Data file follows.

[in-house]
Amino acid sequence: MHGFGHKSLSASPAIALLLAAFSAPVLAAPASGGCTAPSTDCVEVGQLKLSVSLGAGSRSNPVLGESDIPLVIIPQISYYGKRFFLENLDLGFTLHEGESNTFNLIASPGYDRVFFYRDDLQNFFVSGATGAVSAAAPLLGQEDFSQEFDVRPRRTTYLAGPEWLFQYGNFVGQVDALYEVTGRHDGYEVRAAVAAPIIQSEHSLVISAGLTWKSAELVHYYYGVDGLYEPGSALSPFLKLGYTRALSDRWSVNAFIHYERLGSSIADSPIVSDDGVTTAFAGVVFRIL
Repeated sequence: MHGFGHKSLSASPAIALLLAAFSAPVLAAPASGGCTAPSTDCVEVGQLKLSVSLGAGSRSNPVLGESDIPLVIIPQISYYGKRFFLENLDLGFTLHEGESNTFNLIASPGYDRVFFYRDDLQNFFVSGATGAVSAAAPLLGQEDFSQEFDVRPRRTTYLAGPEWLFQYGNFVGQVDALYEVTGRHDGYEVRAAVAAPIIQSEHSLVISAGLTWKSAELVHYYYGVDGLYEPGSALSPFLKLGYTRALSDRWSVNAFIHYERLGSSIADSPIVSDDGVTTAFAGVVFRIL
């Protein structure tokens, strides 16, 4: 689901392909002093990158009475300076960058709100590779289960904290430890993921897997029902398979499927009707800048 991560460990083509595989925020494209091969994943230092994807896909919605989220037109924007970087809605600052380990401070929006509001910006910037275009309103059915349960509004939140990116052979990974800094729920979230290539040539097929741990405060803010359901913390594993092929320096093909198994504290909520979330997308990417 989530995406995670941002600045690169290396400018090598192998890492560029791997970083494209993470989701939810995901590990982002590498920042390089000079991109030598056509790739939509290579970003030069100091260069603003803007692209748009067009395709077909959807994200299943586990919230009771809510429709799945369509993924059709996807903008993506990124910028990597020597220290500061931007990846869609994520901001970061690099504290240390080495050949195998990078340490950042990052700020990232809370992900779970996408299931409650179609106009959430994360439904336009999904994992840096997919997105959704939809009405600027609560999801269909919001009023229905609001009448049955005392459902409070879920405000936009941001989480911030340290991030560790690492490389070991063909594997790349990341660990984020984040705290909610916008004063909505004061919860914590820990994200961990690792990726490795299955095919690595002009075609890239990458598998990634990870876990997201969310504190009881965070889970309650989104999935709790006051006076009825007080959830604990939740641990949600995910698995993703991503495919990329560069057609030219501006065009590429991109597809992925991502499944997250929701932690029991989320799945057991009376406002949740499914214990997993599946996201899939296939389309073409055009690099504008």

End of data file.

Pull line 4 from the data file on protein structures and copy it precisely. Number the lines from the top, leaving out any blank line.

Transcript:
């Protein structure tokens, strides 16, 4: 689901392909002093990158009475300076960058709100590779289960904290430890993921897997029902398979499927009707800048 991560460990083509595989925020494209091969994943230092994807896909919605989220037109924007970087809605600052380990401070929006509001910006910037275009309103059915349960509004939140990116052979990974800094729920979230290539040539097929741990405060803010359901913390594993092929320096093909198994504290909520979330997308990417 989530995406995670941002600045690169290396400018090598192998890492560029791997970083494209993470989701939810995901590990982002590498920042390089000079991109030598056509790739939509290579970003030069100091260069603003803007692209748009067009395709077909959807994200299943586990919230009771809510429709799945369509993924059709996807903008993506990124910028990597020597220290500061931007990846869609994520901001970061690099504290240390080495050949195998990078340490950042990052700020990232809370992900779970996408299931409650179609106009959430994360439904336009999904994992840096997919997105959704939809009405600027609560999801269909919001009023229905609001009448049955005392459902409070879920405000936009941001989480911030340290991030560790690492490389070991063909594997790349990341660990984020984040705290909610916008004063909505004061919860914590820990994200961990690792990726490795299955095919690595002009075609890239990458598998990634990870876990997201969310504190009881965070889970309650989104999935709790006051006076009825007080959830604990939740641990949600995910698995993703991503495919990329560069057609030219501006065009590429991109597809992925991502499944997250929701932690029991989320799945057991009376406002949740499914214990997993599946996201899939296939389309073409055009690099504008």